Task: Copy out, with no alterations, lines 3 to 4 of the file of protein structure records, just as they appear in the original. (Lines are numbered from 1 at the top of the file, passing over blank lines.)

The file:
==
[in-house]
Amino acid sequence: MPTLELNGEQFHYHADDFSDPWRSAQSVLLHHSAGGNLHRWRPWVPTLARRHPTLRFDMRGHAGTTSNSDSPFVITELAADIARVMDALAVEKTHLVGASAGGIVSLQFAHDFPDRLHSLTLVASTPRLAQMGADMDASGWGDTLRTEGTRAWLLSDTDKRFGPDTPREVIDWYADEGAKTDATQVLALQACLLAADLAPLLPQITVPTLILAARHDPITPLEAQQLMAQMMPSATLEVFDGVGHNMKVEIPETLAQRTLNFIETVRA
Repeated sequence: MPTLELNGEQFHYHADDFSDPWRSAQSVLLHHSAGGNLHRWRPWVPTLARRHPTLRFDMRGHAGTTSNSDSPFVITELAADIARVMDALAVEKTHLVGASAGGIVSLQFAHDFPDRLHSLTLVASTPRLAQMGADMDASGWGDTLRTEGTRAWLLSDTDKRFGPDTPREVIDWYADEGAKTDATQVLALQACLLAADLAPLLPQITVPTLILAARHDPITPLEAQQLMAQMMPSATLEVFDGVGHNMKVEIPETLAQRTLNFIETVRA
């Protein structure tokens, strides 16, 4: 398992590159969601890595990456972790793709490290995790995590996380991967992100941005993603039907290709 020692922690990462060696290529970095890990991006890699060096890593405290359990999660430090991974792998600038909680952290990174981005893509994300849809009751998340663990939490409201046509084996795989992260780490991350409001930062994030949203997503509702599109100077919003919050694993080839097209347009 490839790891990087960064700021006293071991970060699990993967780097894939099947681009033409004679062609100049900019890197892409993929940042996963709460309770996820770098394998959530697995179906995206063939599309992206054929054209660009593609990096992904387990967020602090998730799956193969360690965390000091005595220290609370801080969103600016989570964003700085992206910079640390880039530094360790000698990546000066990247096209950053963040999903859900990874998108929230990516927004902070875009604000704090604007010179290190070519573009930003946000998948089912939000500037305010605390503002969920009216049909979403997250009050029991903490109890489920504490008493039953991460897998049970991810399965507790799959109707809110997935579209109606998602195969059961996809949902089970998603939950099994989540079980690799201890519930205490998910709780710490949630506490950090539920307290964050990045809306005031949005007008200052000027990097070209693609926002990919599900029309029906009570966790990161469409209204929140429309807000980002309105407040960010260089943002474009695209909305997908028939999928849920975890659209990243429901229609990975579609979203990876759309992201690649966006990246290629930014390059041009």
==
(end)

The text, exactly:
Repeated sequence: MPTLELNGEQFHYHADDFSDPWRSAQSVLLHHSAGGNLHRWRPWVPTLARRHPTLRFDMRGHAGTTSNSDSPFVITELAADIARVMDALAVEKTHLVGASAGGIVSLQFAHDFPDRLHSLTLVASTPRLAQMGADMDASGWGDTLRTEGTRAWLLSDTDKRFGPDTPREVIDWYADEGAKTDATQVLALQACLLAADLAPLLPQITVPTLILAARHDPITPLEAQQLMAQMMPSATLEVFDGVGHNMKVEIPETLAQRTLNFIETVRA
């Protein structure tokens, strides 16, 4: 398992590159969601890595990456972790793709490290995790995590996380991967992100941005993603039907290709 020692922690990462060696290529970095890990991006890699060096890593405290359990999660430090991974792998600038909680952290990174981005893509994300849809009751998340663990939490409201046509084996795989992260780490991350409001930062994030949203997503509702599109100077919003919050694993080839097209347009 490839790891990087960064700021006293071991970060699990993967780097894939099947681009033409004679062609100049900019890197892409993929940042996963709460309770996820770098394998959530697995179906995206063939599309992206054929054209660009593609990096992904387990967020602090998730799956193969360690965390000091005595220290609370801080969103600016989570964003700085992206910079640390880039530094360790000698990546000066990247096209950053963040999903859900990874998108929230990516927004902070875009604000704090604007010179290190070519573009930003946000998948089912939000500037305010605390503002969920009216049909979403997250009050029991903490109890489920504490008493039953991460897998049970991810399965507790799959109707809110997935579209109606998602195969059961996809949902089970998603939950099994989540079980690799201890519930205490998910709780710490949630506490950090539920307290964050990045809306005031949005007008200052000027990097070209693609926002990919599900029309029906009570966790990161469409209204929140429309807000980002309105407040960010260089943002474009695209909305997908028939999928849920975890659209990243429901229609990975579609979203990876759309992201690649966006990246290629930014390059041009």